3. Those transmuted forces which come to the disciple from the Master or are definitely transmitted to him by the Master.

The goal for all work done by disciples, either in group formation or in the Ashram, is the expression, within the group, of the causal creative process. This is summed up in the words which I have already quoted to you "the Life and the lives." You have the analogous idea and its sequence of effects in the realization that the Master (spirit or Monad) reflects himself in or inspires the disciple (soul) and the latter is thus enabled to demonstrate soul activity upon the physical plane.

I would like to consider in greater detail the nature of a Master's group, sometimes called an Ashram. It might be valuable if I endeavored to define an Ashram to you and so leave you with a clear idea of the difference between a Master's particular group, and the many outer groups which, though working under his inspiration and upon the Plan, are not definitely and technically his Ashram.

An Ashram is a subjective fusion of individuals and not of personalities, gathered together for service purposes. It is a blending of individual activity into one whole - a whole which is united on objective and vision but which may (and frequently does) have differing methods and techniques. The work of the Ashram is essentially the presentation to the work of those service purposes which are carried forward as seem best to the individual disciple, under the "impression of the Master" and with the cooperation of his group. A group of disciples is not pledged to do the same type of work in the same way and at the same time. They are pledged to work under the inspiration of their soul, as their souls may direct and dictate strengthened by contact with the Master and with each other. They are related to each other through identity of vision and of vibration, plus mutual respect and complete freedom - particularly the latter.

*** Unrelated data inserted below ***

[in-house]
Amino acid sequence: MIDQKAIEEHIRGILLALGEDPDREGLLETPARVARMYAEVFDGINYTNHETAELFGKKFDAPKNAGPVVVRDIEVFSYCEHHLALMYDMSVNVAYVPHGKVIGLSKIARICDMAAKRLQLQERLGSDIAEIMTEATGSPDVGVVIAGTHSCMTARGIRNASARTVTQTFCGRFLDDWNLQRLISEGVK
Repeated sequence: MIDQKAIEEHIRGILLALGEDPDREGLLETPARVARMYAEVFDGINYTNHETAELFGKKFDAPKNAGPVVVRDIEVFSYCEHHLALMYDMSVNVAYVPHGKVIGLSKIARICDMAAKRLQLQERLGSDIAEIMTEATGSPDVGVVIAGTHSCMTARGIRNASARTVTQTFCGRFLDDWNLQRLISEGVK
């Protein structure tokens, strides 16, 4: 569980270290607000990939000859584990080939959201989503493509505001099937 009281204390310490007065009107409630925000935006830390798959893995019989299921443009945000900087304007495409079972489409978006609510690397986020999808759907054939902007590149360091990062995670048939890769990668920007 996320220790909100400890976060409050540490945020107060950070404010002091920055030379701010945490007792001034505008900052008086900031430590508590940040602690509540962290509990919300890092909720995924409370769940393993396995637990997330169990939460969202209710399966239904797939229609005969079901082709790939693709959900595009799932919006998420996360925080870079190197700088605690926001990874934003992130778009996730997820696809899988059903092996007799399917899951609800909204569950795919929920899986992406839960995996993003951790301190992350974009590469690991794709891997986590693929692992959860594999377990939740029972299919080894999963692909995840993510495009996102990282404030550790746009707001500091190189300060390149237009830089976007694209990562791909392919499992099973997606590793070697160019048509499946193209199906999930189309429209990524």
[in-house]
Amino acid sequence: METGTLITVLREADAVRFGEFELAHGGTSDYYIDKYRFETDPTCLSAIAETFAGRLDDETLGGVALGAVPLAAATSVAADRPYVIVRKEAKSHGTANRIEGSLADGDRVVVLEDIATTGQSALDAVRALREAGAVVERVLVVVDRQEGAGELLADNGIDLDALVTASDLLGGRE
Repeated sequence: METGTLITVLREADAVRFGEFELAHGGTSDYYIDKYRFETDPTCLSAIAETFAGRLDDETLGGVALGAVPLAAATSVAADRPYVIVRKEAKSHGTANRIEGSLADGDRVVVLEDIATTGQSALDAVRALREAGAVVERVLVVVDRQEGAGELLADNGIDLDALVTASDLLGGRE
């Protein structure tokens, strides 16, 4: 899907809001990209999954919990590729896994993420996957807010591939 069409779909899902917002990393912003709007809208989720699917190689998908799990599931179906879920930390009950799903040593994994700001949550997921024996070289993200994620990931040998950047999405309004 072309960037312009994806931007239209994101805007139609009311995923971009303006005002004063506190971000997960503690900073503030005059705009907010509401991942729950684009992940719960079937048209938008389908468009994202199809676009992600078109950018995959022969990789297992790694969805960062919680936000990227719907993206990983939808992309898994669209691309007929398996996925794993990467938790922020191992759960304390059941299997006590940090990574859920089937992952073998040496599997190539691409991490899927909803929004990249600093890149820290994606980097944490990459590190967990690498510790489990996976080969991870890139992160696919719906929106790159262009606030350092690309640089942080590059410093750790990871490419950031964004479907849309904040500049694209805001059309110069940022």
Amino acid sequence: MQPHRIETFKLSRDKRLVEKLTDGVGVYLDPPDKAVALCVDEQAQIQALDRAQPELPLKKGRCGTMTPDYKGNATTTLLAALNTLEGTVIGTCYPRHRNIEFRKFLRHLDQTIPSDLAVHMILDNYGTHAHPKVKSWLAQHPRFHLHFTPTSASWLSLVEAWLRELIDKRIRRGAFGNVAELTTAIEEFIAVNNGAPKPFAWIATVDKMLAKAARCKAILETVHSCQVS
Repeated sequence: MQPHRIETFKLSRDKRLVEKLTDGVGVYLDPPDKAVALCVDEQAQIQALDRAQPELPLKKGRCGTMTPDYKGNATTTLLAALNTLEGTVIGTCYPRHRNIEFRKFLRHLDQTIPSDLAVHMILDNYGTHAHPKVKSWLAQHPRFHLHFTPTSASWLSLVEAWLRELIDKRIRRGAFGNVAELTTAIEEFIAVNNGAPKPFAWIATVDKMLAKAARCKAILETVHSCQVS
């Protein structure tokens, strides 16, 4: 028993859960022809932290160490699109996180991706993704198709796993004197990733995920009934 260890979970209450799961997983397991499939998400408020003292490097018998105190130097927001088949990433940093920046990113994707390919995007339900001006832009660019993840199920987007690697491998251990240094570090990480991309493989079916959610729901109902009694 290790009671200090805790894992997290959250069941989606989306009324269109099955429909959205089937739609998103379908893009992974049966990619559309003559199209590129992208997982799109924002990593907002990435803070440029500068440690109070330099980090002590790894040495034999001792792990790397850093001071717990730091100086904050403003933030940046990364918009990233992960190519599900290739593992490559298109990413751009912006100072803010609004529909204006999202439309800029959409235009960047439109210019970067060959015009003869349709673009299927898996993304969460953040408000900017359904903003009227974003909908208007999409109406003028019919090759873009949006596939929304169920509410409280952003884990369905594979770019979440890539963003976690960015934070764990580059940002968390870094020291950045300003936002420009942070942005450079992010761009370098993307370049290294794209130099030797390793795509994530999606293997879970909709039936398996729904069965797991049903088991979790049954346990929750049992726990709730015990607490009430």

As you ponder on this, I would ask you to realize that an Ashram is not a group of people, working under the tutelage of some Master. This is an important point to remember. I is - as said earlier - a magnetic point of tension, a fusion of [703] energies, directed towards a common center and involving two magnetic factors:

  1. A united urge towards group formation upon the mental plane. This is the higher correspondence to the herd instinct of the animal world and of the world of men, but is of a spiritual nature and quite differently motivated. The lower herd instinct is motivated largely by the instinct of self-preservation; the higher by the recognition of the immortal nature of the soul, and by the instinct to serve even with the sacrifice of oneself. The law of "death unto life" controls. When the magnetic pull of the group is adequately strong, then comes the death of the personality life. Until, therefore, the group of disciples in all its parts expresses this outgoing sacrificial urge, it is not an Ashram.
  2. The magnetic pull of the positive center at the very heart of the group; that means the magnetic pull of the Master. As you well know, theoretically at least, at the center of the Ashram stands ever the Master, or else an initiate or a world disciple. His task is to blend and fuse the energies, tendered and proffered by the group (under the urge to serve) and to indicate the field of service. The mode of this instinctual activity is called occult obedience and this is voluntarily rendered and untidily followed. When any group - working in this way under a Master - is moved by one spiritual impulse and functions through one firm organization (like electrons around the positive nucleus in an atom), the potency of the group will become immediately effective and not before.